The Biden administration on Thursday unveiled a new program to allow groups of private citizens to sponsor refugees from around the world to live in the United States.
The program, called the Welcome Corps, was billed by US Secretary of State Antony Blinken as “the boldest innovation in refugee resettlement in four decades.”
Under the program, groups of at least five individuals can apply to sponsor refugees and help them acclimate to life in the US, with the help of a consortium of non-profit resettlement organizations.
The sponsor groups must raise a minimum of $2,275 per refugee, but they will not be required to provide ongoing financial support to the refugees they sponsor.
That initial amount goes to “provide the initial support for the refugees during their first three months in the country,” a senior State Department official said Thursday, noting that money goes toward things like apartment security deposits, clothing and furniture.
“The goal is for the refugees to become self-reliant as quickly as possible,” the official said.
Julieta Valls Noyes, the assistant secretary of state for population, refugees and migration, said that the program requires groups of at least five people, rather than one person who might be able to raise the minimum amount, because the work to help the sponsored refugees is “a lot more than what the average American can do” alone.
“It’s not about money. It’s about commitment. It’s about the community. It’s about bringing people together and forming a group so that the refugees have more than one person that they can refer to and can work with,” she said at a State Department briefing Thursday.
“It’s a lot of work involved in sponsoring a refugee – finding schools, helping them find affordable housing, getting their kids signed up for school, helping them find jobs, showing them where the pharmacy is, what bus to take. It’s a lot more than what the average American can do. And so we think that providing a group of five or more Americans is more likely to be successful,” Valls Noyes said.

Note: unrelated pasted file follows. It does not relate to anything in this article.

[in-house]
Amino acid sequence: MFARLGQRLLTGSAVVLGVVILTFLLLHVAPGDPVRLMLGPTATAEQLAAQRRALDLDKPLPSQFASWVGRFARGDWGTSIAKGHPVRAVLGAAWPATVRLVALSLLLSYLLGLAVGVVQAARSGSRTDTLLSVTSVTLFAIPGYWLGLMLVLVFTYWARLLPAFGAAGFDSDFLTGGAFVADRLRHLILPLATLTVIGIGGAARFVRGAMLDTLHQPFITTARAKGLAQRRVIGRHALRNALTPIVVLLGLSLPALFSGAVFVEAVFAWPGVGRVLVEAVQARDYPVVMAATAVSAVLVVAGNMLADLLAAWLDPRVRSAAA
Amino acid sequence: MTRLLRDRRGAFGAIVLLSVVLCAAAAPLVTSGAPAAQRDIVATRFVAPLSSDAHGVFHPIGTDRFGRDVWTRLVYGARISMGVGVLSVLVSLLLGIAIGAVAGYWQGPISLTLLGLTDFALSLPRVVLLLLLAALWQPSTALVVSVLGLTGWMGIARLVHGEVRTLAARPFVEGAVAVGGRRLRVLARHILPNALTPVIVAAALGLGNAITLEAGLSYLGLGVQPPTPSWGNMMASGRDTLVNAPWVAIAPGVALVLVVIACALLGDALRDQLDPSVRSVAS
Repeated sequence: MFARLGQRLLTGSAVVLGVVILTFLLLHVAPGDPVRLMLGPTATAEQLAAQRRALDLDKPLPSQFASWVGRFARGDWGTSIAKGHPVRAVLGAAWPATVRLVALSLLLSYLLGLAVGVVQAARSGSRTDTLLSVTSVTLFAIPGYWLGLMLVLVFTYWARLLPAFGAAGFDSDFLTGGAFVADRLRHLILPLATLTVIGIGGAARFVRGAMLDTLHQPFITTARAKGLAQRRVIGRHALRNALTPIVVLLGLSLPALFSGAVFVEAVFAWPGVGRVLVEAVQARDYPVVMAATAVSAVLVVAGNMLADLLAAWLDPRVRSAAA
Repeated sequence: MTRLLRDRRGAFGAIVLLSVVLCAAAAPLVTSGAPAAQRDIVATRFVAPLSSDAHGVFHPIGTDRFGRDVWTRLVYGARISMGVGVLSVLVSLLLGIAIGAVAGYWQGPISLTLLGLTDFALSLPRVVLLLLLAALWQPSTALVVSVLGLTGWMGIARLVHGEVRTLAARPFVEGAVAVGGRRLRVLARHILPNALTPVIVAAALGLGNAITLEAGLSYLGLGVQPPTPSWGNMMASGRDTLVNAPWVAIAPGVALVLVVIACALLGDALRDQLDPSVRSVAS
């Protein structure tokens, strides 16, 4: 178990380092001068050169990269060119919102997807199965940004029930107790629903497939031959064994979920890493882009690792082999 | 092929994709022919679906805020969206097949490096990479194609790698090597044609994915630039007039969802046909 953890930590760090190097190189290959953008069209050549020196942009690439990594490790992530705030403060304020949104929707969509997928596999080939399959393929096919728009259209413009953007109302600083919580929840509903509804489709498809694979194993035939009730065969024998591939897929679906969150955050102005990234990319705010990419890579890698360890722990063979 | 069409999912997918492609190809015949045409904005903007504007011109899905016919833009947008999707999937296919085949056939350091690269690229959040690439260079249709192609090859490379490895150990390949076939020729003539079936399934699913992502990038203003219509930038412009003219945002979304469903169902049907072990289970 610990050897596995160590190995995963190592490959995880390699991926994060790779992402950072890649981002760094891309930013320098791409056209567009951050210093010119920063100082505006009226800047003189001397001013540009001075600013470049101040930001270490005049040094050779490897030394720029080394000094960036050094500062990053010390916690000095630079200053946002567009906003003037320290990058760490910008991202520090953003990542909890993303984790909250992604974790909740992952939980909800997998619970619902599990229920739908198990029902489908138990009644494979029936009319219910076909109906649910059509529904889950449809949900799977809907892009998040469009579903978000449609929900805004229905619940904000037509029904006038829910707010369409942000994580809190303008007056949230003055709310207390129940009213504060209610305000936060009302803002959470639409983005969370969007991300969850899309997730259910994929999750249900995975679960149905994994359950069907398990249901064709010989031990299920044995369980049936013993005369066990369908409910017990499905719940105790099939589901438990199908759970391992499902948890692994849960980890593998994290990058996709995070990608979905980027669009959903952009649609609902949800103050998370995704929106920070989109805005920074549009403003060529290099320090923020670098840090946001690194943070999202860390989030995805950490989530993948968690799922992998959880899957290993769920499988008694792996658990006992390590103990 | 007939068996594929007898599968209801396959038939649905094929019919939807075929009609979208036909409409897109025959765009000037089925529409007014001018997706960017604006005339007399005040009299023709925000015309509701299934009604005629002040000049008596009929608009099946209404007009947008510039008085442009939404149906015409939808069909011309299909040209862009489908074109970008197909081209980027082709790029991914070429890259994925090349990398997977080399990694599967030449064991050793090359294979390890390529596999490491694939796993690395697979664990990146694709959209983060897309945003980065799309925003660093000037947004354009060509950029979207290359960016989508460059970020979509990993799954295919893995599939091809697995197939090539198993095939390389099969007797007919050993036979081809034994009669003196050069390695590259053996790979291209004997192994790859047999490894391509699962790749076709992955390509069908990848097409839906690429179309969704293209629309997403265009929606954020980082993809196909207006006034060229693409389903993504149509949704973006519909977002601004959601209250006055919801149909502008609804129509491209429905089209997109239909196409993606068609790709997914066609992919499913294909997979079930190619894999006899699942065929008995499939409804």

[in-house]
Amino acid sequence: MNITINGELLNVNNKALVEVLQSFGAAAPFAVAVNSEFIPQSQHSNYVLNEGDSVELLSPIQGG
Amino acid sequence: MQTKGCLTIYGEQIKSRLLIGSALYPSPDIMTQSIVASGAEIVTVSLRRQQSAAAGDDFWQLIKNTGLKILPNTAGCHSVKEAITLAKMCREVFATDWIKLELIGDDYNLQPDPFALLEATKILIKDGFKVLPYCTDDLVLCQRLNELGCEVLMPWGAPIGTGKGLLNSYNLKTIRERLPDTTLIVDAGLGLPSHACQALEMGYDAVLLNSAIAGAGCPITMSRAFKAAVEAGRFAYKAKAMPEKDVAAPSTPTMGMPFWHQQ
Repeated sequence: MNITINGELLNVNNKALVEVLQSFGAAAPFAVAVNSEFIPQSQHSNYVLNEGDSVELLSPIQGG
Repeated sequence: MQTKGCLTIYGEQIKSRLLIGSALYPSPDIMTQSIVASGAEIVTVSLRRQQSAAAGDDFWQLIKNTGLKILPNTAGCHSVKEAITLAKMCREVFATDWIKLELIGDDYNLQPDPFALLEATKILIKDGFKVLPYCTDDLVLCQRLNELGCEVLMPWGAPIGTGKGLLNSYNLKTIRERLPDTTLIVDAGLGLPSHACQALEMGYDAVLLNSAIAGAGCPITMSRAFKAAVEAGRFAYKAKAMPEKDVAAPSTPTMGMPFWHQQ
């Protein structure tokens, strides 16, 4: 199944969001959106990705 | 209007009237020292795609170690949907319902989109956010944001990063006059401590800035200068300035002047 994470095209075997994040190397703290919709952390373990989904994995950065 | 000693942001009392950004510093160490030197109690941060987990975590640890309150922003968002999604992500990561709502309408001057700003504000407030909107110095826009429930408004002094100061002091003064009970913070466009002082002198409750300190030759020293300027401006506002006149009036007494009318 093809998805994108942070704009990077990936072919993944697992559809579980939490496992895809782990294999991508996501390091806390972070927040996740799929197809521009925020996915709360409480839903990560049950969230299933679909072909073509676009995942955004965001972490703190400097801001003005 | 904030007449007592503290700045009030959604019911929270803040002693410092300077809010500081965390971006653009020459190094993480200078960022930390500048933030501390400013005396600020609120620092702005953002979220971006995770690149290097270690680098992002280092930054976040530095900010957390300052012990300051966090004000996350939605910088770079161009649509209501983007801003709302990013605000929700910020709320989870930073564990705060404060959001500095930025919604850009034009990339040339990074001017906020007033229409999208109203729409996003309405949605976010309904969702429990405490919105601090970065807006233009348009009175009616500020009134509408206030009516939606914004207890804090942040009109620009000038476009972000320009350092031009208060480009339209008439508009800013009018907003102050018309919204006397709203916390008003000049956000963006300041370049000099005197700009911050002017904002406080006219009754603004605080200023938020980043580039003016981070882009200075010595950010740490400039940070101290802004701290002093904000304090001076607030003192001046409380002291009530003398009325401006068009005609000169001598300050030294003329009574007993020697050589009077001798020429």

She said the groups could be “from all walks of life, including community volunteers, faith and civic groups, veterans, diaspora communities, businesses, colleges, universities.”
The senior State Department official noted that “all refugees being supported by private sponsors will be cleared through the same extensive security vetting required for all refugees admitted to the United States.”
The sponsors will be screened, vetted and approved through the consortium of non-profits, which is receiving funding from the State Department. The sponsors will have to provide a detailed “welcome plan” laying out how they plan to receive the refugees and connect them to housing, jobs and schools.
“The consortium will also provide training to the sponsors before they begin their sponsorship,” and will “check in regularly” with the sponsors and refugees, the official said.
“There are many, many checkpoints, many, many fail-safes, vetting, all that is part of this program to prevent any abuses. That said I think we’re really excited about the program; we think it’s going to be really successful,” they said.
Refugee admissions to the US have plummeted in recent years after former President Donald Trump slashed the refugee cap to historic lows. Although the Biden administration has raised the cap to 125,000 for the past two fiscal years, the admissions last year and thus far this year have fallen far short of that.
“In the program’s first year, our goal is to mobilize at least 10,000 Americans to step forward as private sponsors and offer a welcoming hand to at least 5,000 refugees from around the world,” Blinken said in a statement Thursday.
The Welcome Corps program is distinct from other programs unveiled by the Biden administration’s Department of Homeland Security to allow individuals to sponsor refugees from Ukraine and Venezuela.
“In those programs, sponsors need to show that they can support the parolees financially during a two year parole period. The Welcome Corps, on the other hand, will enable private sponsors to support refugees from all nationalities who are being permanently resettled in the United States … and who ultimately may, and in many cases I am confident, will become US citizens,” the senior State Department official said.